The EPIPHA-KNEE trial: Explaining Pain to target unhelpful pain beliefs to Increase PHysical Activity in KNEE osteoarthritis – a protocol for a multicentre, randomised controlled trial with clinical- and cost-effectiveness analysis

Tasha R. Stanton, Felicity A. Braithwaite, David Butler, G. Lorimer Moseley, Catherine Hill, Rachel Milte, Julie Ratcliffe, Carol Maher, Christy Tomkins-Lane, Brian W. Pulling, Erin MacIntyre, Adrian Esterman, Ty Stanford, Hopin Lee, Francois Fraysse, Ben Metcalf, Brendan Mouatt, Kim Bennell

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Abstract

Background: Despite well-established benefits of physical activity for knee osteoarthritis (OA), nine of ten people with knee OA are inactive. People with knee OA who are inactive often believe that physical activity is dangerous, fearing that it will further damage their joint(s). Such unhelpful beliefs can negatively influence physical activity levels. We aim to evaluate the clinical- and cost-effectiveness of integrating physiotherapist-delivered pain science education (PSE), an evidence-based conceptual change intervention targeting unhelpful pain beliefs by increasing pain knowledge, with an individualised walking, strengthening, and general education program. Methods: Two-arm, parallel-design, multicentre randomised controlled trial involving 198 people aged ≥50 years with painful knee OA who do not meet physical activity guideline recommendations or walk regularly for exercise. Both groups receive an individualised physiotherapist-led walking, strengthening, and OA/activity education program via 4x weekly in-person treatment sessions, followed by 4 weeks of at-home activities (weekly check-in via telehealth), with follow-up sessions at 3 months (telehealth) and 5 and 9 months (in-person). The EPIPHA-KNEE group also receives contemporary PSE about OA/pain and activity, embedded into all aspects of the intervention. Outcomes are assessed at baseline, 12 weeks, 6 and 12 months. Primary outcomes are physical activity level (step count; wrist-based accelerometry) and self-reported knee symptoms (WOMAC Total score) at 12 months. Secondary outcomes are quality of life, pain intensity, global rating of change, self-efficacy, pain catastrophising, depression, anxiety, stress, fear of movement, knee awareness, OA/activity conceptualisation, and self-regulated learning ability. Additional measures include adherence, adverse events, blinding success, COVID-19 impact on activity, intention to exercise, treatment expectancy/perceived credibility, implicit movement/environmental bias, implicit motor imagery, two-point discrimination, and pain sensitivity to activity. Cost-utility analysis of the EPIPHA-KNEE intervention will be undertaken, in addition to evaluation of cost-effectiveness in the context of primary trial outcomes. Discussion: We will determine whether the integration of PSE into an individualised OA education, walking, and strengthening program is more effective than receiving the individualised program alone. Findings will inform the development and implementation of future delivery of PSE as part of best practice for people with knee OA.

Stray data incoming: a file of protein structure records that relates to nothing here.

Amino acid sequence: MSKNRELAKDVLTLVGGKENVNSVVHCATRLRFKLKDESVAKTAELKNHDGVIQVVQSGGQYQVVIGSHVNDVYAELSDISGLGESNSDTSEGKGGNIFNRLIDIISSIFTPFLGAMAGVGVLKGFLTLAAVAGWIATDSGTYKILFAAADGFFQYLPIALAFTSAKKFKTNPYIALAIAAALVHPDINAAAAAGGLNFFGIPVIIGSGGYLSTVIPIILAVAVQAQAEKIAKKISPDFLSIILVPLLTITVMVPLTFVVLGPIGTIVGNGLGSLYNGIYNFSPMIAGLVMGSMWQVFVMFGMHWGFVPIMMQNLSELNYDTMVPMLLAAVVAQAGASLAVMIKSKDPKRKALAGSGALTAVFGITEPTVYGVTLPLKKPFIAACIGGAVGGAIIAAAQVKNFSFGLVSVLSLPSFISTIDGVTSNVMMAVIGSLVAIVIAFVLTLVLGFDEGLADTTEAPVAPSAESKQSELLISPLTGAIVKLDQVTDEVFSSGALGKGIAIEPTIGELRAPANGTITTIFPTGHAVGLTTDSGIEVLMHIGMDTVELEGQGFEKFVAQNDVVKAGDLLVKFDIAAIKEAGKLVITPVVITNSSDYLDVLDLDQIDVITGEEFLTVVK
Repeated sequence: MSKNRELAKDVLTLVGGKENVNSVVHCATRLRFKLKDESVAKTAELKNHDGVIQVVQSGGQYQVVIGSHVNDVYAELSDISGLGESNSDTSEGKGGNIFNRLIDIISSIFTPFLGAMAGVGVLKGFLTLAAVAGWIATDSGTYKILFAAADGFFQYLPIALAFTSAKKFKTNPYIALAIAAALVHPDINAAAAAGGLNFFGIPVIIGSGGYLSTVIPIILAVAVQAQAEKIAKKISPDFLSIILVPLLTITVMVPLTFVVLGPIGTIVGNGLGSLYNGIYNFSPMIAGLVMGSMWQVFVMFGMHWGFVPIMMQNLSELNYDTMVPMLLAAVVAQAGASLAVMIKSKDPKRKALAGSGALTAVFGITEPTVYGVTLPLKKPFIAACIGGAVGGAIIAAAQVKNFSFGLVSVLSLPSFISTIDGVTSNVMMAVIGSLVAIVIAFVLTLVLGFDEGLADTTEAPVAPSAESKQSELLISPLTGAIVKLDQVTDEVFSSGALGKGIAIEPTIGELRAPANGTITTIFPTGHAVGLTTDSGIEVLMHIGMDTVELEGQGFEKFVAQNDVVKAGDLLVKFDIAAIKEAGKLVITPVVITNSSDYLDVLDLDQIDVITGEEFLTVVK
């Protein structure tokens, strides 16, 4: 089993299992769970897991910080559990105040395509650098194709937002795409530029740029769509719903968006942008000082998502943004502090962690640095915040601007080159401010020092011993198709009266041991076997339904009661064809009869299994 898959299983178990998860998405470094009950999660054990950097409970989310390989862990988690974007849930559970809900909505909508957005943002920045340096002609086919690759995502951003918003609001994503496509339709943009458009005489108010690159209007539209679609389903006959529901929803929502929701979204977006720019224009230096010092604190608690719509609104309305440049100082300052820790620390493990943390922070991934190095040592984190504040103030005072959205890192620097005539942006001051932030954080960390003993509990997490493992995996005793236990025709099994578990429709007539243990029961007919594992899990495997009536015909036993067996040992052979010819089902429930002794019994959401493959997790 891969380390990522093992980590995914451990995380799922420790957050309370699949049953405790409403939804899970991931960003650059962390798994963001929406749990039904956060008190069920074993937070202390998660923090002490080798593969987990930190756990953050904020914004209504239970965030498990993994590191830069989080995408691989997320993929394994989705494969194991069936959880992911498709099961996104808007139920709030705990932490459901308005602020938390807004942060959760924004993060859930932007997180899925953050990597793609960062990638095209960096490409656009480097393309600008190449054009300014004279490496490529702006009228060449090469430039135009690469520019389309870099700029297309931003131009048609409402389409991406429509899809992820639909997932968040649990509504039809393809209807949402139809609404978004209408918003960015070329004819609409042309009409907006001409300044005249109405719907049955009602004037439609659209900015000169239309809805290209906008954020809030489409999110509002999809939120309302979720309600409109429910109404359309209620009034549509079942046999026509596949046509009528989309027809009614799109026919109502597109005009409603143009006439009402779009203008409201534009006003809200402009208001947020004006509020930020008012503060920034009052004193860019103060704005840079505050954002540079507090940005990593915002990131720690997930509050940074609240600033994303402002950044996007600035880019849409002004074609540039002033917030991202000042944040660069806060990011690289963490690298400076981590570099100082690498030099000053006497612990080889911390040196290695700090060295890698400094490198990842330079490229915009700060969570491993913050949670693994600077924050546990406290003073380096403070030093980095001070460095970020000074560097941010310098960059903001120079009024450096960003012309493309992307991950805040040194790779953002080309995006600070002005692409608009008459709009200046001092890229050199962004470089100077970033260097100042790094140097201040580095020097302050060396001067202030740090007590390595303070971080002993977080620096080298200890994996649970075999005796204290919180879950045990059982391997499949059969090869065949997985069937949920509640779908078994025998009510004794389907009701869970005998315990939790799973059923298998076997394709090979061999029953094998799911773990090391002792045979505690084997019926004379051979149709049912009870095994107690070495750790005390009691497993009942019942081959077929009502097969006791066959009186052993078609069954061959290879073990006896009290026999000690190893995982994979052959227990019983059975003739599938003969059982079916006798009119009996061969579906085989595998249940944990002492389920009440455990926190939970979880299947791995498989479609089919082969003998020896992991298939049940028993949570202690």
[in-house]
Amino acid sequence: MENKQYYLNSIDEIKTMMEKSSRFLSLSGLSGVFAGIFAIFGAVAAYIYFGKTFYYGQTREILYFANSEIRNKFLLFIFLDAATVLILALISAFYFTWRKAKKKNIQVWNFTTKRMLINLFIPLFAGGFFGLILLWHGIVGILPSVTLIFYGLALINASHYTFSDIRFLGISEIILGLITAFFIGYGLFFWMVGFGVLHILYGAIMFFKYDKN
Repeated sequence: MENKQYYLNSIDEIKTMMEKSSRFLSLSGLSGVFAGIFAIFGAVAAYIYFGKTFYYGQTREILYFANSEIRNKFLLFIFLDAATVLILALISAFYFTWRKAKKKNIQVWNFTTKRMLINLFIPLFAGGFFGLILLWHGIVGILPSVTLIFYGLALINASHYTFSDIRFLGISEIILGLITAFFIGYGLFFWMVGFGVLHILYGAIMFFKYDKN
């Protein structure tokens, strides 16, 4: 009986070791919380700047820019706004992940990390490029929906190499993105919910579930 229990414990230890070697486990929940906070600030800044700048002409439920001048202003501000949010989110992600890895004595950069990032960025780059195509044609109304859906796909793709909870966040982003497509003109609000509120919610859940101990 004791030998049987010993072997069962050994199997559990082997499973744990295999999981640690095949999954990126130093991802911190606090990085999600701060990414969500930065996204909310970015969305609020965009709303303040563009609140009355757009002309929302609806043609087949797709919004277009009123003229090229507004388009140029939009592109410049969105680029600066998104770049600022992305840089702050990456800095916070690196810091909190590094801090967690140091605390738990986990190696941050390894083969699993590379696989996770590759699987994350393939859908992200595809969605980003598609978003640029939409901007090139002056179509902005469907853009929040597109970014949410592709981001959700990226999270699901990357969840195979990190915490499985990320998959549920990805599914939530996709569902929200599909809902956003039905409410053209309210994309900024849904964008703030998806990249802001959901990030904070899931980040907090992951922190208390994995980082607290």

Original languageEnglish
Article number738
Number of pages22
JournalBMC Musculoskeletal Disorders
Volume22
DOIs
Publication statusPublished - Dec 2021
Externally publishedYes

Keywords

  • Exercise
  • Osteoarthritis
  • Pain science education
  • Physical activity
  • Physiotherapy
  • RCT
  • Strengthening program
  • Walking program

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